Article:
Guest Column: Article V Convention? There is a better and safer way.

(From time to time, we have guest columnists commenting on issues of the day from their perspective. Guest columns are always welcome, and can be submitted to me here. -PP)

The US Constitution is arguably the greatest governing document ever written. But great notwithstanding, our Constitution has its frailties. Indeed, every socio-legal contract ever conceived has an intrinsic Achilles’ heel. For America’s constitution that vulnerable place is located in its fifth section: “Article V.”
Article V gives state-level lawmakers the power to force Congress to arrange a meeting (convention) of delegates to change, suspend, rewrite or overhaul the Constitution of the United States of America.

Our nation’s Constitution is not an easy study. The relevant part of Article V, however, is only 87 words in length and takes less than a minute to read and comprehend. (Lincoln’s Gettysburg address was a comparative tome at 272 words.) The literary footprint of Article V is unremarkable, belying a clear and present danger to our nation’s supreme law in its entirety.

Manipulation of our Constitution through its fifth section is serious and recent; this isn’t a fictional Tom Clancy conspiracy novel. SD’s House of Representatives conducted floor debate three times this year on the invocation of an Article V Convention (House Joint Resolution, HJR 1002). Our constitution was under genuine and substantial threat.

Ostensibly, the Resolution’s primary purpose was to force Congress to exercise self-control in collecting and expending taxpayer dollars. Washington D.C. was to be contractually bound by the Constitution via the colloquialisms “Convention of States” and “Balanced Budget Amendment.” Despite attractive taxpayer-seductive language, SD’s State Representatives wisely and soundly killed HJR 1002.

Although advertised otherwise, the Article V application for a Convention of States does not grant SD’s Legislature any control over convention topics. Our US Constitution would be hung on a wall to become a dartboard for random whimsical repeals and modifications. Would South Dakotans be willing to risk their right to keep and bear firearms? …or freely worship? I think not.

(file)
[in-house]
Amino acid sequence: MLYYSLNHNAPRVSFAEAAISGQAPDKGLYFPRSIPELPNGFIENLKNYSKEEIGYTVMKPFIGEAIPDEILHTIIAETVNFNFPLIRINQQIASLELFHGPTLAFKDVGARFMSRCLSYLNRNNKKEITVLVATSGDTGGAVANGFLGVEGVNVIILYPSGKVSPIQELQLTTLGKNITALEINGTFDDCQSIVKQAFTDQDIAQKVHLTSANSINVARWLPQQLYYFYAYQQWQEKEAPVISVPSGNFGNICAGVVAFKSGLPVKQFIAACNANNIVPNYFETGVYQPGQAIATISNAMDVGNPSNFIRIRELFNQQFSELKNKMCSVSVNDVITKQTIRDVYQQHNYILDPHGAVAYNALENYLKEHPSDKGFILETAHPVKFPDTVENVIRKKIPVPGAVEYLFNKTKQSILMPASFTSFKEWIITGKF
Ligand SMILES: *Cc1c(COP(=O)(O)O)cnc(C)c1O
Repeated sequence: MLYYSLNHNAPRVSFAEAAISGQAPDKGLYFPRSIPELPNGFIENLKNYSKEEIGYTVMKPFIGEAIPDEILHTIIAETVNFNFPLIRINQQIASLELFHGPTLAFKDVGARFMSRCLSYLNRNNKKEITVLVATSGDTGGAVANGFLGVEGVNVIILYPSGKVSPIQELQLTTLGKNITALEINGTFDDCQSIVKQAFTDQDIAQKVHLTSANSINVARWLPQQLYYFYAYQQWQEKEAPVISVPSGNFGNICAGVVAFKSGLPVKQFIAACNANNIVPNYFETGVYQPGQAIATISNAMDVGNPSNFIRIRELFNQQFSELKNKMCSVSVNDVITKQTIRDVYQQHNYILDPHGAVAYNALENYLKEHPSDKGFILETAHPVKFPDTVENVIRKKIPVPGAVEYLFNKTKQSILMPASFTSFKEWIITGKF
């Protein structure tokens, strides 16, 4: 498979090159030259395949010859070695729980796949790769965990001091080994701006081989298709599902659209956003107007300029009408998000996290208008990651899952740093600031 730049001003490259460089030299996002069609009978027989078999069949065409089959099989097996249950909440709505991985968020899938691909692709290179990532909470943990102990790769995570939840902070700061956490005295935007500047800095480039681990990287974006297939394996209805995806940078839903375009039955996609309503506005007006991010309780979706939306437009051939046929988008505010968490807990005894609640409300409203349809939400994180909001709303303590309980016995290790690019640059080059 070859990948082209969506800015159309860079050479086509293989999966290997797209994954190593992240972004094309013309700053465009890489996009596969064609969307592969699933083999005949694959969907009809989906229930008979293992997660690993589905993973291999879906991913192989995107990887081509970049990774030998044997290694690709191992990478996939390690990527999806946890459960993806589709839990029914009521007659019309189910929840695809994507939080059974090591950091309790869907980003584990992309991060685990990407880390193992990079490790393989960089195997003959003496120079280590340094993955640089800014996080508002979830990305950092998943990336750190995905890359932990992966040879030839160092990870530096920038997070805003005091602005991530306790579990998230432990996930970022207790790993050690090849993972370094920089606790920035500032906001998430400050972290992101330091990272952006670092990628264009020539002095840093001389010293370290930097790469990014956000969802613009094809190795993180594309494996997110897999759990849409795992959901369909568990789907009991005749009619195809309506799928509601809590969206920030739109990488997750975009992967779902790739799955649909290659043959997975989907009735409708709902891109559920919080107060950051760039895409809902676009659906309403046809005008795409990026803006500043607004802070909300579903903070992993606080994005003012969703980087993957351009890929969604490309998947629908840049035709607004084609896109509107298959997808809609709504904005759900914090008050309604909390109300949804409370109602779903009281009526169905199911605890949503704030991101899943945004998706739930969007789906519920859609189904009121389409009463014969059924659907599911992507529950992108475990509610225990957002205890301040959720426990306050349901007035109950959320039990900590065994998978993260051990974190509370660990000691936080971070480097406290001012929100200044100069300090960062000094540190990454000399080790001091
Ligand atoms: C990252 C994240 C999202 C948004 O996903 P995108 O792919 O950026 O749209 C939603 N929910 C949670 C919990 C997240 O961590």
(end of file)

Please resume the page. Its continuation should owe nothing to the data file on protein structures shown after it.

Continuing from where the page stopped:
Had the Article V Convention been authorized, the US Congress would’ve had sole authority to appoint delegates and assign state allegiance to each. California’s 55 electoral votes versus South Dakota’s three? Could’ve happened. Congress also owned the prerogative to select the ratification process. Further, once convened, delegates become self-sovereign; accountable only to themselves. Not to Congress. Not to the SD Legislature. Not even to “We the People.”

Every SD state representative favors fiscal responsibility and limited federal government. Proponents of the Article V Convention couldn’t explain why they’d hold our Constitution hostage, in ransom for unenforceable federal fiscal requirements. Blackmailing Congress is flawed strategy. An Article V Convention directly implies that our Constitution is structurally unsound and in dire need of repair. The majority of SD’s state representatives did not – and do not – concur.

Besides, there’s a better and safer way. If answerable fiscal policy is the target, then American citizens should focus their sights on our elected officials at their federal posts. Know that our Constitution in its present state already includes restraints on the Feds. Demand your elected officials adhere to the Constitution – not amend it. None of the existing 27 constitutional amendments were enacted utilizing Article V procedures.

President James Madison – a primary author of our Constitution – expressed grave concern regarding Article V “difficulties.” In 1788, he stated he’d quite “tremble” at the thought of likely “insidious” partisan delegates at Article V Conventions. Eventually, he proposed the Constitution be void of all reference to the Article V process.

Our supreme law is vulnerable at its succinct, exploitable fifth section. Since our nation’s birth, more than a million American men and women have sacrificed their lives, providing the armor that’s protected the Constitution at its Achilles’ heel. The Article V Convention of States is perilous self-sabotage. The sacred, venerable Constitution of the United States of America is not wherein the problem lies. This state legislator asks – and votes – that it be left alone.